The failure to exercise any right provided in this Agreement shall not be a waiver of prior or subsequent rights.
The parties don't have to be in the same room when they sign the agreement. It's even fine if the dates are a few days apart. Each party should sign two copies, and keep one. This way, both parties have an original signed agreement.
Who is authorized to sign ?
Someone with the necessary authority must sign the agreement on behalf of each party. To reinforce this, you will note that the sample agreement states that: "Each party has signed this Agreement through its authorized representative."
Use the following rules to determine the proper signature line:
Sole Proprietorship. If you are a sole proprietorship, simply sign your own name. If the receiving party is a married couple doing business as a sole proprietorship, both should sign the NDA. On the other hand, if the disclosing party is a married couple doing business as a sole proprietorship, only the party under whom the sole proprietorship is registered (with the state or county clerk) needs to sign. If the sole proprietorship has a fictitious business name (sometimes known as a dba), insert it above the signature line. For example, if Tom Stein is a sole proprietor doing business as Lukie Boy Inventions, Tom would sign an NDA as follows:
Lukie Boy Inventions
Tom Stein, sole proprietor
Partnership. When a general or limited partnership enters into an agreement, the only person authorized to sign the agreement is a general partner or someone who has written authority (usually in the form of a partnership resolution) from a general partner. The name of the partnership must be mentioned above the signature line or the partnership will not be bound (only the person signing the agreement will be bound). For example, say Cindy Barrett were a general partner in Reality Manufacturing Partnership. She would sign as follows:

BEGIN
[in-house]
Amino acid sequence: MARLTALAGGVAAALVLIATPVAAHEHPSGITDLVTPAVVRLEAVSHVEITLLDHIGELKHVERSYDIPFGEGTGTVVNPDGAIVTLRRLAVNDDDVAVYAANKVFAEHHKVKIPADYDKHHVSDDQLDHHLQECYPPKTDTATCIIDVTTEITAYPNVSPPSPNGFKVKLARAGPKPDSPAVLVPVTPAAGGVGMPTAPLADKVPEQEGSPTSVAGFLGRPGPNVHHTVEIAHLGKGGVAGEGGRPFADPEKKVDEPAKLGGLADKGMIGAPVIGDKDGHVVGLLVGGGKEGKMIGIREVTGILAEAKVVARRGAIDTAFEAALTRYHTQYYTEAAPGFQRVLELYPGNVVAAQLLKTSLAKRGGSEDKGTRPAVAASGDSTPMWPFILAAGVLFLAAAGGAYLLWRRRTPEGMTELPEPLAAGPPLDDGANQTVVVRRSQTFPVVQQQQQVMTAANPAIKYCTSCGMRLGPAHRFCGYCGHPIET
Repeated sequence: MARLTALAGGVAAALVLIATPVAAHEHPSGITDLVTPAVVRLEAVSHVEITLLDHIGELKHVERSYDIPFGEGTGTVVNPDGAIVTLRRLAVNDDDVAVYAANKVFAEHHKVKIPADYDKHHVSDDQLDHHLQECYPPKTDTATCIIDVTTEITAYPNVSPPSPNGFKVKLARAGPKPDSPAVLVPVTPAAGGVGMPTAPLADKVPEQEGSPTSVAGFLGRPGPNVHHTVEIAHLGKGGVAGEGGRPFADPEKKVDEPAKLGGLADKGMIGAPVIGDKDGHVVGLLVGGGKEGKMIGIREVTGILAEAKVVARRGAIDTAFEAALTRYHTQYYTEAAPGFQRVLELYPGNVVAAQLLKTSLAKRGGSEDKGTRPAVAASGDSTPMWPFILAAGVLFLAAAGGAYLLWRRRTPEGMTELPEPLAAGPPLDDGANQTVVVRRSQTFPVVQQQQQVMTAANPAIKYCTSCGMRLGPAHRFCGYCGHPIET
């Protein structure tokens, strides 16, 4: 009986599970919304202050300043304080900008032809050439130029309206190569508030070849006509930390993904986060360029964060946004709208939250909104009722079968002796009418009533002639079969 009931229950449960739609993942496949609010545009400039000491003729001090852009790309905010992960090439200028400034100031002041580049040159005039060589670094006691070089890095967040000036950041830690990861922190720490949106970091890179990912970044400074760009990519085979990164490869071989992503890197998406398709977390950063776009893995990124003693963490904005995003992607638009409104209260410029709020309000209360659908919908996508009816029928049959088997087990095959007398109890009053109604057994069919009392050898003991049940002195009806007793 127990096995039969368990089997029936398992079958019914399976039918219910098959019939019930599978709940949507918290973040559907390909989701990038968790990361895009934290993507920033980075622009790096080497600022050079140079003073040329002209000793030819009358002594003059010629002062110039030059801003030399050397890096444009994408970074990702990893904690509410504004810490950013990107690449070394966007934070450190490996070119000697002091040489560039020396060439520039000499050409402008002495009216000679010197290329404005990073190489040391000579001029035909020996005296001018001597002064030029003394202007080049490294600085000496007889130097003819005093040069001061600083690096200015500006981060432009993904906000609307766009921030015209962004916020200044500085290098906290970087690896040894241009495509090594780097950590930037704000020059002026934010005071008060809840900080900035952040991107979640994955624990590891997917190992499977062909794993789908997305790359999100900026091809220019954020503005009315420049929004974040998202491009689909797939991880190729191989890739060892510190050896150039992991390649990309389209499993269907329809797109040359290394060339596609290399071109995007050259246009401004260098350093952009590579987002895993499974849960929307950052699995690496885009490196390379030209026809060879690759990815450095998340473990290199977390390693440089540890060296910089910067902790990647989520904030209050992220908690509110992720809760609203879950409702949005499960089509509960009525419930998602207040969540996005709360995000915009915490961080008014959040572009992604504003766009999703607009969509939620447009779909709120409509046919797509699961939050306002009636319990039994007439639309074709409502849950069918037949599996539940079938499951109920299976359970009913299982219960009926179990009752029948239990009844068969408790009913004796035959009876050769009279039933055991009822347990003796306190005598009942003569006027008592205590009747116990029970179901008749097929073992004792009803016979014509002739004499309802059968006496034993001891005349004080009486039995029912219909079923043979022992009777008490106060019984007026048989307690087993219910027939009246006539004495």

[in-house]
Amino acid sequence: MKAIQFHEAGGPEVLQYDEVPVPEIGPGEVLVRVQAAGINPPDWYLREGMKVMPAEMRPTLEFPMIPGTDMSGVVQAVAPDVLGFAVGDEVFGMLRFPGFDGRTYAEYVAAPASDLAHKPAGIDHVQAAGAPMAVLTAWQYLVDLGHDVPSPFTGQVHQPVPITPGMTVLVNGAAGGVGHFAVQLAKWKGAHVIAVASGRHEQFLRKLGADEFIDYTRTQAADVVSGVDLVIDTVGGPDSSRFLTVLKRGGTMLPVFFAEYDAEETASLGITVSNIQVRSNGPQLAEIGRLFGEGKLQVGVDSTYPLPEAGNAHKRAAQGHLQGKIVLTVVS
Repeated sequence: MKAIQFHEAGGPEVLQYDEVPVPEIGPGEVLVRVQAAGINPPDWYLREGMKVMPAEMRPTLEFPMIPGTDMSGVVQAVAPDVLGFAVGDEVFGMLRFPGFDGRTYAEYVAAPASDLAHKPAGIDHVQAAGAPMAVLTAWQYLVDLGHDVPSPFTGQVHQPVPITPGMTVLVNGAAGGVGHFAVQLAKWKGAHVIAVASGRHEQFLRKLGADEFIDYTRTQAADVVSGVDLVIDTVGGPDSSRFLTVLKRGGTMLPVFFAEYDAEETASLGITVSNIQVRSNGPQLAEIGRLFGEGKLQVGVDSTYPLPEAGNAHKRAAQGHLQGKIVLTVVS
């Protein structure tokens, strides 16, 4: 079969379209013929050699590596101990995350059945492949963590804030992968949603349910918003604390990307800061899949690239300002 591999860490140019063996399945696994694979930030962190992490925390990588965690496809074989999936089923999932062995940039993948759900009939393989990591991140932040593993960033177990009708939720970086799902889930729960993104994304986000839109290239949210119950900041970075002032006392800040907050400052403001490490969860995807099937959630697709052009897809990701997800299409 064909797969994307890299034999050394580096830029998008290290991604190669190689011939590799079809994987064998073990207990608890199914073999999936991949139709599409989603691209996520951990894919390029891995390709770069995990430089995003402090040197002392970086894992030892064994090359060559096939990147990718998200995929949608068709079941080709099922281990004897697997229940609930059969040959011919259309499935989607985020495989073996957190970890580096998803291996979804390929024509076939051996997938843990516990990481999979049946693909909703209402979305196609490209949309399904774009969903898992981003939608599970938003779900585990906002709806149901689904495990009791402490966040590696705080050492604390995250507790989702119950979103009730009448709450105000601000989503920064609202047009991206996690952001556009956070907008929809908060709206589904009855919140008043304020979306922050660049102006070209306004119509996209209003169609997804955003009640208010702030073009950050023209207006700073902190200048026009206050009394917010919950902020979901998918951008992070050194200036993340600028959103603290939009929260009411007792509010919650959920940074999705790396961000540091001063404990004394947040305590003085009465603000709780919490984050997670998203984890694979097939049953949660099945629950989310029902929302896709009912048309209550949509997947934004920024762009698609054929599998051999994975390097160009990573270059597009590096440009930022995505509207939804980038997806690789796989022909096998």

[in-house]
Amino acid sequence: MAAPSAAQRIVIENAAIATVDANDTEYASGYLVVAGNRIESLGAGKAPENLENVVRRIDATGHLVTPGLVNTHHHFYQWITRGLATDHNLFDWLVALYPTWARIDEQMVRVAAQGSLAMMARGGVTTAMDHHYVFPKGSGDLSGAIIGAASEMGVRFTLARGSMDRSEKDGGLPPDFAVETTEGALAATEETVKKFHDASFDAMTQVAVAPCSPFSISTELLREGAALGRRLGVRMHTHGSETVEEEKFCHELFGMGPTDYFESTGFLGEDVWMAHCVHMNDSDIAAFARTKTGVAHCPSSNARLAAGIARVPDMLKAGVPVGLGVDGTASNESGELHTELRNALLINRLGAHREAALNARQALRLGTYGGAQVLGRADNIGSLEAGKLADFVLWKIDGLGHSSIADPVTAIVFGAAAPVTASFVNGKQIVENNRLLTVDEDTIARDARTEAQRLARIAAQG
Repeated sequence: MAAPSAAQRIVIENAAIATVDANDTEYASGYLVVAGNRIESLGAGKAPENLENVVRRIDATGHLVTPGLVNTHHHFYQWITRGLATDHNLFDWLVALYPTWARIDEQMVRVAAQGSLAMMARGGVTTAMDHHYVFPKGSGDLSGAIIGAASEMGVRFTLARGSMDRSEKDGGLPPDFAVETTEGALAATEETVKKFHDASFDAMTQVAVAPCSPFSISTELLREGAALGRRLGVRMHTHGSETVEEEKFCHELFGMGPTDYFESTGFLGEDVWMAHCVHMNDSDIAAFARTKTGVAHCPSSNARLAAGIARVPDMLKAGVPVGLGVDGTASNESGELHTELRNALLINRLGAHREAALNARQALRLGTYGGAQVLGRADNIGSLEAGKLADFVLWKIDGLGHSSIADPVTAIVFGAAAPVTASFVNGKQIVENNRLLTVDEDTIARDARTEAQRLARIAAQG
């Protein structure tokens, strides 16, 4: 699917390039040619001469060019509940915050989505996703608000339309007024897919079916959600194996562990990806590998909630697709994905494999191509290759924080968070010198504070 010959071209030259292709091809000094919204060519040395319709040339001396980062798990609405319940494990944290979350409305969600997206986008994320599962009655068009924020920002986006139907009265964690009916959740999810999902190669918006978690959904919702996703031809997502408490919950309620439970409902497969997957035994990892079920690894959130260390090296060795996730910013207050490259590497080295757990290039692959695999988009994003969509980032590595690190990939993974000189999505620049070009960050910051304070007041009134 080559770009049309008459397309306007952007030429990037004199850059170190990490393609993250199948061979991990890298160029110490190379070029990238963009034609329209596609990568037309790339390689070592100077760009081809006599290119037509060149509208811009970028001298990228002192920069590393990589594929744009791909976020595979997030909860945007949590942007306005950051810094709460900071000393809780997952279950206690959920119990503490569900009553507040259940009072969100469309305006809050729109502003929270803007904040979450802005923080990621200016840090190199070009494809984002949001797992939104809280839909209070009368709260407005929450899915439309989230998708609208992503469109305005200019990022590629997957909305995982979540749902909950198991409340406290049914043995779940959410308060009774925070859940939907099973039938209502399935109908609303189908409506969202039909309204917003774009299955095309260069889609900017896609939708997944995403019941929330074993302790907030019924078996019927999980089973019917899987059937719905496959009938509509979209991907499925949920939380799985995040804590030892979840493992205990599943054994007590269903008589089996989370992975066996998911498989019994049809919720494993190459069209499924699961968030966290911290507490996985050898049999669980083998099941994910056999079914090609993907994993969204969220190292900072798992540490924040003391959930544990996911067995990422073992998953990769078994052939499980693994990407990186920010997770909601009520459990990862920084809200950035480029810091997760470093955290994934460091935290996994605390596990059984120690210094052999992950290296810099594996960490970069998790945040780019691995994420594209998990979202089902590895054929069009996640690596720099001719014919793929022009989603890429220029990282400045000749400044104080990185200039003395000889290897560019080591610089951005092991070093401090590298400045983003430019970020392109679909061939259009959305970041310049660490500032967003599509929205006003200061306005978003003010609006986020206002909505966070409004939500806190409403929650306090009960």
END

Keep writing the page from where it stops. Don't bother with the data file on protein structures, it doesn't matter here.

Cindy Barrett, general partner
Corporation or LLC. To bind a corporation or limited liability company (LLC), only a person authorized by the business can sign the agreement. The president or chief executive officer (CEO) usually has such power but not every executive of a corporation or every member of an LLC has this authority. If in doubt, ask for written proof of the authority. This proof is usually in the form of a corporate resolution or the operating agreement of an LLC. Put the name of the corporation or LLC above the signature line; otherwise, the corporation may not be bound (only the person signing the agreement will be bound). For example, Karen Foley, CEO of Insincere Marketing, would sign as follows:
Insincere Marketing, Inc.,
Karen Foley, CEO
If you have doubts about the person's credibility, don't proceed until you are satisfied that the person has full authority to represent the company.
Faxed or electronic
.It's okay to use a faxed signature if both parties accept its authenticity. If one party claims a forgery, it may be difficult to prove a signature's authenticity from the fax alone. So if you fax the signed agreement follow up by mailing or overnighting the signed original.
Although "electronic signatures" are now valid under federal law, we recommend relying on paper agreements and traditional signatures for the time being. Under this law (the Electronic Signatures in Global and International Commerce Act), an electronic contract is an agreement created and "signed" in electronic form-in other words, no paper copies are used. For example, you could write a nondisclosure agreement on your computer and email it to a business associate, who emails it back with an electronic signature indicating acceptance. But secure methods of electronic signatures have not yet been popularized, so stick with paper for now.
For more boilerplate provisions including injunctive relief, indemnity,
attorney fees and dispute resolution, click here
For more boilerplate provisions including injunctive relief, indemnity, attorney fees and dispute resolution, click here